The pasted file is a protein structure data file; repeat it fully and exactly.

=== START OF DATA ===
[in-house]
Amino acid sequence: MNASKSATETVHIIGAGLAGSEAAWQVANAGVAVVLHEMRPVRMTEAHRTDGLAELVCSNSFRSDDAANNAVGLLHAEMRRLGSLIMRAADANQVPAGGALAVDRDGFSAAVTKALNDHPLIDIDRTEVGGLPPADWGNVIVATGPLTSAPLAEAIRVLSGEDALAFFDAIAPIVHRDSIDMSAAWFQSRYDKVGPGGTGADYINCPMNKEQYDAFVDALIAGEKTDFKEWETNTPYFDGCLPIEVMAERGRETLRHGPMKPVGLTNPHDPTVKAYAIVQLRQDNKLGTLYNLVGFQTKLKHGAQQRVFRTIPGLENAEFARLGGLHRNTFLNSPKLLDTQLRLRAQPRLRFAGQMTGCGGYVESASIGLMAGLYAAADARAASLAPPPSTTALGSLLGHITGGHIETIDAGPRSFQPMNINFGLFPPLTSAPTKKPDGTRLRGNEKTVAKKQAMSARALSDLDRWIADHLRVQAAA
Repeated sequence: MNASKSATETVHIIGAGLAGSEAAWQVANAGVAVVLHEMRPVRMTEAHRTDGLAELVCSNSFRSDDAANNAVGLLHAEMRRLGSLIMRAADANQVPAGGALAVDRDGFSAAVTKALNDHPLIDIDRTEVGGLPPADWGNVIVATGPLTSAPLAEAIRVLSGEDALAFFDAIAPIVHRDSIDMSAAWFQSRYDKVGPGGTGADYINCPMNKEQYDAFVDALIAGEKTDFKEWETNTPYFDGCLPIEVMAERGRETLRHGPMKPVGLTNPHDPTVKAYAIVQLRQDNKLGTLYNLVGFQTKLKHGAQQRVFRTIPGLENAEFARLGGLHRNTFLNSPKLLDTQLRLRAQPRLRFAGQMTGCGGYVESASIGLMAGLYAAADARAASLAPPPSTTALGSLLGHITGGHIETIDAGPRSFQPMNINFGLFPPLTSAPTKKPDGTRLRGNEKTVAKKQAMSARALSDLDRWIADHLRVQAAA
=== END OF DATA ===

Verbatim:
[in-house]
Amino acid sequence: MNASKSATETVHIIGAGLAGSEAAWQVANAGVAVVLHEMRPVRMTEAHRTDGLAELVCSNSFRSDDAANNAVGLLHAEMRRLGSLIMRAADANQVPAGGALAVDRDGFSAAVTKALNDHPLIDIDRTEVGGLPPADWGNVIVATGPLTSAPLAEAIRVLSGEDALAFFDAIAPIVHRDSIDMSAAWFQSRYDKVGPGGTGADYINCPMNKEQYDAFVDALIAGEKTDFKEWETNTPYFDGCLPIEVMAERGRETLRHGPMKPVGLTNPHDPTVKAYAIVQLRQDNKLGTLYNLVGFQTKLKHGAQQRVFRTIPGLENAEFARLGGLHRNTFLNSPKLLDTQLRLRAQPRLRFAGQMTGCGGYVESASIGLMAGLYAAADARAASLAPPPSTTALGSLLGHITGGHIETIDAGPRSFQPMNINFGLFPPLTSAPTKKPDGTRLRGNEKTVAKKQAMSARALSDLDRWIADHLRVQAAA
Repeated sequence: MNASKSATETVHIIGAGLAGSEAAWQVANAGVAVVLHEMRPVRMTEAHRTDGLAELVCSNSFRSDDAANNAVGLLHAEMRRLGSLIMRAADANQVPAGGALAVDRDGFSAAVTKALNDHPLIDIDRTEVGGLPPADWGNVIVATGPLTSAPLAEAIRVLSGEDALAFFDAIAPIVHRDSIDMSAAWFQSRYDKVGPGGTGADYINCPMNKEQYDAFVDALIAGEKTDFKEWETNTPYFDGCLPIEVMAERGRETLRHGPMKPVGLTNPHDPTVKAYAIVQLRQDNKLGTLYNLVGFQTKLKHGAQQRVFRTIPGLENAEFARLGGLHRNTFLNSPKLLDTQLRLRAQPRLRFAGQMTGCGGYVESASIGLMAGLYAAADARAASLAPPPSTTALGSLLGHITGGHIETIDAGPRSFQPMNINFGLFPPLTSAPTKKPDGTRLRGNEKTVAKKQAMSARALSDLDRWIADHLRVQAAA